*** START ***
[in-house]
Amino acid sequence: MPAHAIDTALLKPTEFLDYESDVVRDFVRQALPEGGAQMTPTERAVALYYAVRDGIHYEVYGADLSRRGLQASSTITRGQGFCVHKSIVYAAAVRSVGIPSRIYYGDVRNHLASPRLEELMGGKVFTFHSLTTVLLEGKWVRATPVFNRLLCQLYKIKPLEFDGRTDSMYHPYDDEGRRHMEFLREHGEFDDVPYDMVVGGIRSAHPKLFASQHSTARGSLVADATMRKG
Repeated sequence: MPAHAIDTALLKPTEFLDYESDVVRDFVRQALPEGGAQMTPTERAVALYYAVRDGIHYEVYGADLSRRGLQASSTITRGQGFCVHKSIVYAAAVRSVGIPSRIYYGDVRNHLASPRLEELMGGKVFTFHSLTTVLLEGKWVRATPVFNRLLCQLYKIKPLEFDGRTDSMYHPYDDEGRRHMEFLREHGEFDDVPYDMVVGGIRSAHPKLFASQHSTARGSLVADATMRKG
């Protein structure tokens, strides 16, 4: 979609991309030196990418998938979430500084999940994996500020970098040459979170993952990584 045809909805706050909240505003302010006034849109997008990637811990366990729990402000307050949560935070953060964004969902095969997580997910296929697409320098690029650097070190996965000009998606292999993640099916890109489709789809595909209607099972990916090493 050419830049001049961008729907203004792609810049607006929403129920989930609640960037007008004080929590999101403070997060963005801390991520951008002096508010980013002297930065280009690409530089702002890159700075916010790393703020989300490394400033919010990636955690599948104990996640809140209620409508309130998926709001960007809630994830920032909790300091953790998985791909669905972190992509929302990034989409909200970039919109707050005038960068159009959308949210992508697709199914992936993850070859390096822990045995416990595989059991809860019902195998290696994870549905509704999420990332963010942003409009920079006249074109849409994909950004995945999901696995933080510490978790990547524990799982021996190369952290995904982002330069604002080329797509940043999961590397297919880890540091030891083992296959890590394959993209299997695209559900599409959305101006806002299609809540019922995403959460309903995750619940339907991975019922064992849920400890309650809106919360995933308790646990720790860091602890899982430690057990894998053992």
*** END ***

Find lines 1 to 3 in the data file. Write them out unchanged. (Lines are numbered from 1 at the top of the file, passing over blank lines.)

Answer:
[in-house]
Amino acid sequence: MPAHAIDTALLKPTEFLDYESDVVRDFVRQALPEGGAQMTPTERAVALYYAVRDGIHYEVYGADLSRRGLQASSTITRGQGFCVHKSIVYAAAVRSVGIPSRIYYGDVRNHLASPRLEELMGGKVFTFHSLTTVLLEGKWVRATPVFNRLLCQLYKIKPLEFDGRTDSMYHPYDDEGRRHMEFLREHGEFDDVPYDMVVGGIRSAHPKLFASQHSTARGSLVADATMRKG
Repeated sequence: MPAHAIDTALLKPTEFLDYESDVVRDFVRQALPEGGAQMTPTERAVALYYAVRDGIHYEVYGADLSRRGLQASSTITRGQGFCVHKSIVYAAAVRSVGIPSRIYYGDVRNHLASPRLEELMGGKVFTFHSLTTVLLEGKWVRATPVFNRLLCQLYKIKPLEFDGRTDSMYHPYDDEGRRHMEFLREHGEFDDVPYDMVVGGIRSAHPKLFASQHSTARGSLVADATMRKG